In the United States, wagons went from being the vehicle of choice for family in the 60/70s, to being a dying breed in the 1990s. A one-two blow knocked them on their hatched-asses, first with minivans in the 1980s then with SUVs in the 1990s. Automakers have tried follow the success of SUVs by raising and rugged-izing their wagons. What resulted was a weird category of mutant wagons, here's the best and worst of them.
Honda Crosstour - The Crosstour will go down in history as one of the famously ugly cars. It's awkward big-butt hunchback hatch coupled with it's oversized Accord front end left most car fans asking "why can't we just get a regular Accord wagon?"
Toyota Venza - The Venza served very little purpose in Toyota's line up. It was a car for people who wanted a wagon yet didn't want a wagon and people who wanted an SUV but didn't want an SUV.
Ford Freestyle/Taurus X - The Freestyle tried to continue the legacy of the wagon after the Taurus wagon disappeared, yet make it more attractive to mid-2000s car buyers by making it SUV-ish. The car just kinda hung around Ford's line up, went through that weird period where they changed the 500 to the Taurus, and then went away.
Chrysler Pacifica - The Pacifica burst onto the seen in 2003 found very modest success, and the faded to obscurity.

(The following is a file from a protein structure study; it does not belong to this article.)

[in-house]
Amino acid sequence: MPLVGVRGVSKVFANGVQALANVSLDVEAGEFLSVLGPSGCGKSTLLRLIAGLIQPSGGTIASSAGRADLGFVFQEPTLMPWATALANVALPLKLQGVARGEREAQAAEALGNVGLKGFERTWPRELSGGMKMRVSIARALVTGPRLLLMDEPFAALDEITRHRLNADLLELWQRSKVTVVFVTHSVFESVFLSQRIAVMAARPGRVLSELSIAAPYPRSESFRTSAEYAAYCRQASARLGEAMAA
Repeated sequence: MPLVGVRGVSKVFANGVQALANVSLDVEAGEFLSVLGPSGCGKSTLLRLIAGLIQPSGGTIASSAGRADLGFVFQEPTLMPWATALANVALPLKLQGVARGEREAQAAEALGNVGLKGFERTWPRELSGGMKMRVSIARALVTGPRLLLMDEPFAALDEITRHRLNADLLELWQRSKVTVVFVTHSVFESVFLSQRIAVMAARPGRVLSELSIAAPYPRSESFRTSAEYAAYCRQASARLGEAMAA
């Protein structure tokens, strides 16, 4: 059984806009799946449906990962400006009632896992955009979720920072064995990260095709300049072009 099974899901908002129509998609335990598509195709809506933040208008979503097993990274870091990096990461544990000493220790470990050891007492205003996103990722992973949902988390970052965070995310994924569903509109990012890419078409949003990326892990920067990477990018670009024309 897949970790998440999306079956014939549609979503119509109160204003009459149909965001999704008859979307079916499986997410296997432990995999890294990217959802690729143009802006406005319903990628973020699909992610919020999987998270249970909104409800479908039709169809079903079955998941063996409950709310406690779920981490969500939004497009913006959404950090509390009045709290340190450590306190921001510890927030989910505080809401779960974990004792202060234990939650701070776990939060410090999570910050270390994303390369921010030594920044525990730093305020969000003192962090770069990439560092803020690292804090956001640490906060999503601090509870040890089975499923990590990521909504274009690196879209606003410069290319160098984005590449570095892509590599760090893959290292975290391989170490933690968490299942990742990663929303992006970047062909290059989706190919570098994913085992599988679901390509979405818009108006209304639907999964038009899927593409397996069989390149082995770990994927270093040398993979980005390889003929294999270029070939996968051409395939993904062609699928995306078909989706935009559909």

VW Passat Alltrack - VW wanted to join it's big brother Audi in the tallish awd wagon field, don't really know or care too much about this one.
Subaru Forester - The Forester started out as a funky off-beat wagon that could do just about anything. Over the years the car has morphed to better fit in with the small CUV crowd, thus killing much of it's specialness.
Subaru Outback - The Legacy Outback has been around a while now. Some generations look good some don't. Some came with turbo fours, flat sixes, and manual transmissions. Sadly today the outback is a blocky mess that's stuck with a four cylinder and a CVT.
Audi A6 and A4 Allroad - The original Allroad was a sharp luxury Swiss Army Knife. It's a great all in one kind of car that would be higher if it didn't have a bit of a bad reputation in the reliability department.
Volvo XC70 - The XC70 was the perfect segway between the traditional soccer-mom Volvo wagon and soccer-mom SUV world. High on the list thanks to handsome looks and a very Jalop list of powertrains.
AMC Eagle - The Eagle is the granddaddy of this segment, and as such was year ahead of it's time. The fact that you can get an inline six (a diesel was even available), a manual, four wheel drive (with the first IFS in a 4wd American vehicle) in an American wagon is reason to celebrate. Those pros also help mask the fact that it wasn't an especially good car - coming from someone who owned one.
Mercedes R Class - The R is at the top of the list almost entirely because of it's R63 AMG model which came with a 6.2 liter V8 that makes 500hp going to the rear wheels.
Most of these cars have come and went. The exceptions, Subaru and Volvo have made this category their little niche, and Audi/VW continues to actively pursue it. Honda mysteriously soldiers on with their Crosstour against better judgement. Absent from this list are tall hatchbacks (Subaru XV, VW CrossGolf). I debated putting the Ford Flex on the list and ultimately decided against it.